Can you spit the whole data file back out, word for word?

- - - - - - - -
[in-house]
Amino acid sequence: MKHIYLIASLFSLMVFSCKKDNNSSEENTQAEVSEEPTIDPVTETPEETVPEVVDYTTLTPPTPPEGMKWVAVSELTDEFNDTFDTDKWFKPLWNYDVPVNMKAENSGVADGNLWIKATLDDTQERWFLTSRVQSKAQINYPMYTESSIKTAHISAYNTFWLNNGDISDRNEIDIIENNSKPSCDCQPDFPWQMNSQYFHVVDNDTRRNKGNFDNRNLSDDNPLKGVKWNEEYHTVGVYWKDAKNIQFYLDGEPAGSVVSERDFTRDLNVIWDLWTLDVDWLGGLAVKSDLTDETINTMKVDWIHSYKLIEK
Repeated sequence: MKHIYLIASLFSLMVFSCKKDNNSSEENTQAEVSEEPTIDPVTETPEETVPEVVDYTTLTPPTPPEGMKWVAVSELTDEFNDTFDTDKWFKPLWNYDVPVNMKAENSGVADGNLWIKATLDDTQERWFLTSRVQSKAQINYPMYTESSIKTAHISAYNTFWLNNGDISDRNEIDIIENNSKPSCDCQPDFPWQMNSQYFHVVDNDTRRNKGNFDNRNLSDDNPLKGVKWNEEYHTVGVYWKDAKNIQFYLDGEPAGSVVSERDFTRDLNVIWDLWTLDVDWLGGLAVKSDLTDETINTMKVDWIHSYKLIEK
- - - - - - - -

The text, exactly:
[in-house]
Amino acid sequence: MKHIYLIASLFSLMVFSCKKDNNSSEENTQAEVSEEPTIDPVTETPEETVPEVVDYTTLTPPTPPEGMKWVAVSELTDEFNDTFDTDKWFKPLWNYDVPVNMKAENSGVADGNLWIKATLDDTQERWFLTSRVQSKAQINYPMYTESSIKTAHISAYNTFWLNNGDISDRNEIDIIENNSKPSCDCQPDFPWQMNSQYFHVVDNDTRRNKGNFDNRNLSDDNPLKGVKWNEEYHTVGVYWKDAKNIQFYLDGEPAGSVVSERDFTRDLNVIWDLWTLDVDWLGGLAVKSDLTDETINTMKVDWIHSYKLIEK
Repeated sequence: MKHIYLIASLFSLMVFSCKKDNNSSEENTQAEVSEEPTIDPVTETPEETVPEVVDYTTLTPPTPPEGMKWVAVSELTDEFNDTFDTDKWFKPLWNYDVPVNMKAENSGVADGNLWIKATLDDTQERWFLTSRVQSKAQINYPMYTESSIKTAHISAYNTFWLNNGDISDRNEIDIIENNSKPSCDCQPDFPWQMNSQYFHVVDNDTRRNKGNFDNRNLSDDNPLKGVKWNEEYHTVGVYWKDAKNIQFYLDGEPAGSVVSERDFTRDLNVIWDLWTLDVDWLGGLAVKSDLTDETINTMKVDWIHSYKLIEK